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Another Ten Horsepower
by Suzanne Beaubien

Kenny Beaubien, born and raised in the Vancouver Island mill town of Chemainus, bought a '56 Chevy Beaumont when he was 18 years-old in 1966.

With a 3.96-litre engine and a four-speed tranny, it had dual-carbuerators and blue-bottle tailpipes. Kenny worked at Ken Fisher's Chemainus Shell station for 10 years, from the time he was 16 until he was married and a father.

There he learned to fix his car, using the tools and lifts to "soup it up" for weekend drag races at Nanaimo Lakes Road.

The races started around six in the evening on Sunday nights and would go until 10 or 11 p.m. On some nights there would be 100 races. As soon as one was over and the winner declared, the kids who had come from as far as Chemainus and Duncan set up for another. This went on until no one else wanted
to go.

They raced two cars at a time, from a standing position, along the straightaway stretch of Nanaimo Lakes Road. Up behind the gravel pit on the west side of the river, the quarter-mile makeshift race track would be lined with hundreds of teenagers and 20-somethings, all waiting expectantly for the flag person to drop their towel and yell "go!"

The most popular cars for racing among the Chemainus kids were Chevy Beaumonts, Dodge Chargers and Ford Cobras, which they customized with illegal tricks and parts to make them faster. Drilling holes in a tailpipe was illegal then, just as it is now, but most kids still did it, pushing steel wool up their pipes while driving in town to avoid tickets. So were "slicks," the
12-inch tires with no tread, popular with racecars for their traction. To avoid getting a ticket Kenny used a burning iron to put a single tread onto the rubber. Disconnecting the fan, also illegal, gave his engine another 10 horsepower.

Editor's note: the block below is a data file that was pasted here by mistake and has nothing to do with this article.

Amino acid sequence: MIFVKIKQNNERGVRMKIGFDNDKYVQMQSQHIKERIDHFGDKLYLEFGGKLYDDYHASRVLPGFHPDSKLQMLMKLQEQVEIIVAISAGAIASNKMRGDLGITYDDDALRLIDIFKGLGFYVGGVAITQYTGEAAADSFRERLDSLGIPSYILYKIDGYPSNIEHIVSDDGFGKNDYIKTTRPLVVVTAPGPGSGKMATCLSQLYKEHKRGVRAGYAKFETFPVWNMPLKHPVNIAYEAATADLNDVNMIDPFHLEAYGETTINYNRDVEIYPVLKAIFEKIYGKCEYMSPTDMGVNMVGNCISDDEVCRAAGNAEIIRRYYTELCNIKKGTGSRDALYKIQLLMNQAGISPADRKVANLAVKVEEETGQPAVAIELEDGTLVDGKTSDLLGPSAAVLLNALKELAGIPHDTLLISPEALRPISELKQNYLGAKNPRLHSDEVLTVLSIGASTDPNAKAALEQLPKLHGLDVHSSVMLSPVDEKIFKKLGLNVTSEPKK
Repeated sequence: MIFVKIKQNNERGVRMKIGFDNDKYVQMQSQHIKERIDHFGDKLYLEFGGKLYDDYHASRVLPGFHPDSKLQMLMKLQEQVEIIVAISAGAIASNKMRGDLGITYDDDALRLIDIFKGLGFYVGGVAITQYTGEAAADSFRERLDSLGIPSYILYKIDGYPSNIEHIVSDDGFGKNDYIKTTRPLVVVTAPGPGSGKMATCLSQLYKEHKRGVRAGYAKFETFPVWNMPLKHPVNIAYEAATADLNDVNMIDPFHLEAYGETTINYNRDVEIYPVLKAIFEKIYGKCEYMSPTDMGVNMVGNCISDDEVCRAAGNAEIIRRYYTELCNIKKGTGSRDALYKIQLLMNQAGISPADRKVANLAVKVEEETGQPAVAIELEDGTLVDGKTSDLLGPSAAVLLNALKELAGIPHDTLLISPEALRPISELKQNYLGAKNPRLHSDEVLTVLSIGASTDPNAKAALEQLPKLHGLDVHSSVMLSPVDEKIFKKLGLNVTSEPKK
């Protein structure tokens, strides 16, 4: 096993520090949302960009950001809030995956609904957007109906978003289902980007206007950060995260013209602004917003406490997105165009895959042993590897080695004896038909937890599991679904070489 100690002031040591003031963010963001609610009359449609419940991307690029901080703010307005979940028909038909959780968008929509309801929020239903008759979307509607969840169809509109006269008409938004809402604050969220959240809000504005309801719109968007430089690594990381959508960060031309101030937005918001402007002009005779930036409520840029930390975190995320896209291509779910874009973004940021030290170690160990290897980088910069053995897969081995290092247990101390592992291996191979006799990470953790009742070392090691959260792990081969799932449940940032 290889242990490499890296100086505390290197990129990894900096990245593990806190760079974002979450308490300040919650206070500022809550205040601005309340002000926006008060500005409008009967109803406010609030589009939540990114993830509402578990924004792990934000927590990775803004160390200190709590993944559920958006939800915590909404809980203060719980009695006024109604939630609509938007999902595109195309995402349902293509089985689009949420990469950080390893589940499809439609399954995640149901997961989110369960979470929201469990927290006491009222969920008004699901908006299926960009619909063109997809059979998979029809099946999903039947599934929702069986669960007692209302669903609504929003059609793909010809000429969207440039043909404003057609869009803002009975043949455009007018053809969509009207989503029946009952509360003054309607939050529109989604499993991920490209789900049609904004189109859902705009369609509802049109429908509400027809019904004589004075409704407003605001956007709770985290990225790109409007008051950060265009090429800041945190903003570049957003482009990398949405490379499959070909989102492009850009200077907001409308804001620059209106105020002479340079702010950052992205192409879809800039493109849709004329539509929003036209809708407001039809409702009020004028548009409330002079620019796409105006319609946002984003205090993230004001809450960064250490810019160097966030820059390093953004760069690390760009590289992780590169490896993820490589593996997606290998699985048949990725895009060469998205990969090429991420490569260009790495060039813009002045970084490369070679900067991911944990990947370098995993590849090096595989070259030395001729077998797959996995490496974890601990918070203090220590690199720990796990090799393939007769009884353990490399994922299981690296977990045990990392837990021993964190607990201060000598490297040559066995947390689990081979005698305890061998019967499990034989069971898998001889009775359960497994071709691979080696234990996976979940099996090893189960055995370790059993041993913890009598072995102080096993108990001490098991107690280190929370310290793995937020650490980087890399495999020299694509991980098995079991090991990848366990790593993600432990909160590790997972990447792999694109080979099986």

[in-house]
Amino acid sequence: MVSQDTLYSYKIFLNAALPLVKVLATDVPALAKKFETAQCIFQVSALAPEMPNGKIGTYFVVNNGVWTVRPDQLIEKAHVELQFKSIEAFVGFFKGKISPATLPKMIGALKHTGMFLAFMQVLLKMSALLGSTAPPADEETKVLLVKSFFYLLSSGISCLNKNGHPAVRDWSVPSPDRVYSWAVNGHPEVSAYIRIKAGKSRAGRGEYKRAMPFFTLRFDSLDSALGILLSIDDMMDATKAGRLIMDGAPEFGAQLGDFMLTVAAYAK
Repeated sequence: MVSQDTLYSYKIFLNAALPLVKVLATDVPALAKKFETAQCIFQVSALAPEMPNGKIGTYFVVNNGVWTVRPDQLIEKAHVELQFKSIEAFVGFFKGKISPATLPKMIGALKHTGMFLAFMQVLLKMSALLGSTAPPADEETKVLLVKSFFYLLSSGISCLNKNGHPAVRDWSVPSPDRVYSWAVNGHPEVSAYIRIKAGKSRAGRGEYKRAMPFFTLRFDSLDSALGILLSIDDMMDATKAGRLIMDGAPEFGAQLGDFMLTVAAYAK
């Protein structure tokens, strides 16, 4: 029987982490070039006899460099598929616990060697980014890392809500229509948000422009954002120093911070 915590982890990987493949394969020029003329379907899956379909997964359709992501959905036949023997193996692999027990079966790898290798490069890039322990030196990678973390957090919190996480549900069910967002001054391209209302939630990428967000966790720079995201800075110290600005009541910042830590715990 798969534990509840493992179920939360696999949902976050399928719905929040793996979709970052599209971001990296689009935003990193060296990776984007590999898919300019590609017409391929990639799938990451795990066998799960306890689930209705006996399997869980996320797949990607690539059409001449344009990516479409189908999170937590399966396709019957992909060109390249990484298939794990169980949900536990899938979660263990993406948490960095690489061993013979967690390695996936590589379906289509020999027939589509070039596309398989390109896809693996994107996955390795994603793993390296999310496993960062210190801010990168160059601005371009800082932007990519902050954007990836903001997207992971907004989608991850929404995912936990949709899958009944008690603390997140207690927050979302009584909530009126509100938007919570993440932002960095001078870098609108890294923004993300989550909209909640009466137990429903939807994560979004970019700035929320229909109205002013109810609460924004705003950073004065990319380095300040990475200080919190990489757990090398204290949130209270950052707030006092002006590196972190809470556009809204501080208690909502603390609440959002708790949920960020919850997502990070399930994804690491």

"Parents never bought nobody a car back then," says Kenny today. He, like most of the other highschool kids who raced, assembled his own car, working part-time on weekends to pay for parts. The parts for the Beaumont he got at Ricky Rumley's dad's autowreckers across the highway, just outside of town.
Jake Rumley, Ricky's dad, loved to help the kids find just the right part and always took time to teach them a thing or two about the cars they loved. He had a habit of getting drunk and taking the go-cart he'd made out on the streets of Chemainus. The cops always tried to catch him, but they never could; the cart went 90 miles an hour. Jake Rumley died while his son was still a teenager. He was pulling a car out of a ditch with the wrecker when he stepped out onto the road and a passing car struck him.

Most nights at the track, the police would show up to hand out a few tickets for open beers, noisy tailpipes and busted taillights. As soon as they left the strip, the kids resumed racing. They listened to Creedence Clearwater Revival and Willie and the Poorboys on eight-track players and, before the races, the kids went to the Star Restaurant in Ladysmith where carhops on rollerskates served up burgers and milkshakes.

One Saturday night Kenny got a ticket for the holes he had drilled in his straight tailpipes. He didn't have to pay a fine, but had to take his car in the following day to the cop shop in town for a sound check. While he usually stuffed steel wool up his pipes to trap noise and pass the test, the hardware store was closed on Sundays. The grocery store, however, was open, so Kenny bought S.O.S. pads and shoved them up the blue bottles before he took the Beaumont in to be inspected. As he reved his engine, the moisture from the exhaust reacted with the soap in the S.O.S. pads and green foam sputtered out the base of the pipe.

"You better get your engine checked," recommended the officer, spotting the strange-looking suds. Kenny thanked him, threw the warning in the trash and burned off.

When Wayne Kay challenged him to a race one Sunday, Kenny stayed up all night at the garage with his boss Ken, putting in a new cam shaft and rings to increase the Beaumont's horsepower. Wayne drove a '52 Ford with a flathead V8